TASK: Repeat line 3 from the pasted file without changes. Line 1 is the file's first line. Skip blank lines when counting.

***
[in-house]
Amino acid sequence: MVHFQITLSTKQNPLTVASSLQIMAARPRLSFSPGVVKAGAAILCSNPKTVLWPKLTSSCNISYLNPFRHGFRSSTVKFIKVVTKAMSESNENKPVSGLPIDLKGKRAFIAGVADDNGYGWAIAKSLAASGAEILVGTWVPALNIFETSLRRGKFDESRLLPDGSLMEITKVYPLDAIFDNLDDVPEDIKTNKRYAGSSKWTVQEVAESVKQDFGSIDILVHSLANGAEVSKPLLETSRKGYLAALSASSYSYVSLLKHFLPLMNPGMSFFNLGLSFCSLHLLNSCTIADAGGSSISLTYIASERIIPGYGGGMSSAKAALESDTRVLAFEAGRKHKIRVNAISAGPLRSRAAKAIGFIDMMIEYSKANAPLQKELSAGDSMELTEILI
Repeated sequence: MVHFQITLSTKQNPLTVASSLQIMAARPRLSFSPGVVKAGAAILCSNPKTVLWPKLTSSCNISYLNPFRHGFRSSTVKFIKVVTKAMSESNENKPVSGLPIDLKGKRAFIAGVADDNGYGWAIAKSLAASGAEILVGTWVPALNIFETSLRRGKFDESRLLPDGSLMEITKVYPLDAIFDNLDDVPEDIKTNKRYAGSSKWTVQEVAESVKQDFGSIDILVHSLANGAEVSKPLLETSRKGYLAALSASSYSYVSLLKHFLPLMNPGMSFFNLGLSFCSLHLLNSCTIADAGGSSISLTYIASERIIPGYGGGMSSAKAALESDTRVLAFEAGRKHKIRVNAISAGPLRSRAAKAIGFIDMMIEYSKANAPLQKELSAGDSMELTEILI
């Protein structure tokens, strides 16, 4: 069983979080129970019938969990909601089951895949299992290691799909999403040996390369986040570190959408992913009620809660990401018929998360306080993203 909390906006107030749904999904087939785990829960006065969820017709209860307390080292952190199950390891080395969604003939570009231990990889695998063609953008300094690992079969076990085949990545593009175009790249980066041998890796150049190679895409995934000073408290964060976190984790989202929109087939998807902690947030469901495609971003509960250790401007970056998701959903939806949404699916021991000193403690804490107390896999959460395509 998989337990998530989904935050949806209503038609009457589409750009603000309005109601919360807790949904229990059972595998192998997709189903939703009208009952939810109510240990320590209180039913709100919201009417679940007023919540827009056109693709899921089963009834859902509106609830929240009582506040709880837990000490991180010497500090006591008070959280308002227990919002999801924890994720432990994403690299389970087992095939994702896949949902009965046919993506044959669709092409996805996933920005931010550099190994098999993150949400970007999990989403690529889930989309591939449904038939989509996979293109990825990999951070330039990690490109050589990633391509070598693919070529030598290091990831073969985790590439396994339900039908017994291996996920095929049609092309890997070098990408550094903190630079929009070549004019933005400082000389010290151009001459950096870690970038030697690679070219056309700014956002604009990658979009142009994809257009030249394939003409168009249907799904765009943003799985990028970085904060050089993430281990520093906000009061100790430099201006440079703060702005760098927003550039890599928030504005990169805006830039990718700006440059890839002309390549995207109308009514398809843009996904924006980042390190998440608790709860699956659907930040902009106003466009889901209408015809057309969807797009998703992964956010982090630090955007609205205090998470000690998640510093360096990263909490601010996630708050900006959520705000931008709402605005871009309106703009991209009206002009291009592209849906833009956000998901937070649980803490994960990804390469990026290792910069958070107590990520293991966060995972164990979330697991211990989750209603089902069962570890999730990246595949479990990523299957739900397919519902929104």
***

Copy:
Repeated sequence: MVHFQITLSTKQNPLTVASSLQIMAARPRLSFSPGVVKAGAAILCSNPKTVLWPKLTSSCNISYLNPFRHGFRSSTVKFIKVVTKAMSESNENKPVSGLPIDLKGKRAFIAGVADDNGYGWAIAKSLAASGAEILVGTWVPALNIFETSLRRGKFDESRLLPDGSLMEITKVYPLDAIFDNLDDVPEDIKTNKRYAGSSKWTVQEVAESVKQDFGSIDILVHSLANGAEVSKPLLETSRKGYLAALSASSYSYVSLLKHFLPLMNPGMSFFNLGLSFCSLHLLNSCTIADAGGSSISLTYIASERIIPGYGGGMSSAKAALESDTRVLAFEAGRKHKIRVNAISAGPLRSRAAKAIGFIDMMIEYSKANAPLQKELSAGDSMELTEILI